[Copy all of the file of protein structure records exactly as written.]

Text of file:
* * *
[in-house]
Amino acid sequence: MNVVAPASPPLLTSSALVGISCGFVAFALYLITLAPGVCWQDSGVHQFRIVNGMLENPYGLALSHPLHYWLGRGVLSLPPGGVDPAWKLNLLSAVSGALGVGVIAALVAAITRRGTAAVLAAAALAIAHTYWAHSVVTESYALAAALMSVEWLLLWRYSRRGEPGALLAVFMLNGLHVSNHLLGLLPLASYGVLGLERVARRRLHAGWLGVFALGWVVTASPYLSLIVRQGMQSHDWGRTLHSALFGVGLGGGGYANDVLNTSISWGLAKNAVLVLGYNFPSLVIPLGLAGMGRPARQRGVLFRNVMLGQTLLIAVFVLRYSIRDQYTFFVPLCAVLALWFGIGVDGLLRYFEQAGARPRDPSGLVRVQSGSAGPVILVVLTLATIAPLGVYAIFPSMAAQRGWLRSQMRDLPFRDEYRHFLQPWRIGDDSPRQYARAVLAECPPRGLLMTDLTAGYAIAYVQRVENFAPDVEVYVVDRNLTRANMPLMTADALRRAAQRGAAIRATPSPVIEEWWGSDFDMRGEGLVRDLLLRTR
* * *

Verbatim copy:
[in-house]
Amino acid sequence: MNVVAPASPPLLTSSALVGISCGFVAFALYLITLAPGVCWQDSGVHQFRIVNGMLENPYGLALSHPLHYWLGRGVLSLPPGGVDPAWKLNLLSAVSGALGVGVIAALVAAITRRGTAAVLAAAALAIAHTYWAHSVVTESYALAAALMSVEWLLLWRYSRRGEPGALLAVFMLNGLHVSNHLLGLLPLASYGVLGLERVARRRLHAGWLGVFALGWVVTASPYLSLIVRQGMQSHDWGRTLHSALFGVGLGGGGYANDVLNTSISWGLAKNAVLVLGYNFPSLVIPLGLAGMGRPARQRGVLFRNVMLGQTLLIAVFVLRYSIRDQYTFFVPLCAVLALWFGIGVDGLLRYFEQAGARPRDPSGLVRVQSGSAGPVILVVLTLATIAPLGVYAIFPSMAAQRGWLRSQMRDLPFRDEYRHFLQPWRIGDDSPRQYARAVLAECPPRGLLMTDLTAGYAIAYVQRVENFAPDVEVYVVDRNLTRANMPLMTADALRRAAQRGAAIRATPSPVIEEWWGSDFDMRGEGLVRDLLLRTR